LAWRENCE — Juan Bravo-Suarez, University of Kansas assistant professor of chemical & petroleum engineering, was awarded a prestigious Doctoral New Investigator grant from the American Chemical Society Petroleum Research Fund.
The two-year, $110,000 award seeks to reveal the mysteries behind an industrial process for making propylene, one of the most versatile building blocks in chemical manufacturing. Many consumer goods, such as plastics, fuels, cosmetics and detergents, get their start from propylene.
Propylene is made with the help of catalysts, substances that trigger molecules to break apart and reform into other molecules.
At KU, Bravo-Suarez will be well-equipped to peek inside the inner workings of catalysts. Armed with infrared, Raman and UV-visible spectroscopic equipment, his team will look at catalysts in action, just as ethylene and butane molecules are transformed into propylene in a process called metathesis.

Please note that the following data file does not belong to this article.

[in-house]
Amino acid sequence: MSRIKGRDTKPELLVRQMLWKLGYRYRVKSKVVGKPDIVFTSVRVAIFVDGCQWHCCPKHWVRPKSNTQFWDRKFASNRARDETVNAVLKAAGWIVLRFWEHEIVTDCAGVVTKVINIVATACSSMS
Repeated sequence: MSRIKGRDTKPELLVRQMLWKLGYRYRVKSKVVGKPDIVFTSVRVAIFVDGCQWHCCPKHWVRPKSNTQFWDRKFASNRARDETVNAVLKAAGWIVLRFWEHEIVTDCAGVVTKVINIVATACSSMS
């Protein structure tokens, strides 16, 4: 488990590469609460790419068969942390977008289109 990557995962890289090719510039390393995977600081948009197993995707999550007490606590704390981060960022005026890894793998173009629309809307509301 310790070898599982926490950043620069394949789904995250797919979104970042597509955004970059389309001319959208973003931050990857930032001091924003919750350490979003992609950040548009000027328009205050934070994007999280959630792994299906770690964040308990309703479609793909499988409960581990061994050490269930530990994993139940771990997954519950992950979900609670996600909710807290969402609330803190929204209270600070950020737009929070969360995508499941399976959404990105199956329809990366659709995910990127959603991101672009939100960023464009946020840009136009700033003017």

“Knowing how catalysts work will help us design more efficient catalysts and cheaper ways to make propylene,” said Bravo-Suarez. “It will also help us to find new and better ways to produce more with less.”
The research will be conducted at KU’s Center for Environmentally Beneficial Catalysis (CEBC), which partners with industry to invent cleaner, safer, energy-efficient technologies that protect the planet and human health.
Bravo-Suarez, a native of Colombia, has been an assistant professor at KU since 2014. He obtained his doctorate at the Industrial University of Santander in Bucaramanga, Colombia, in collaboration with Virginia Polytechnic Institute & State University.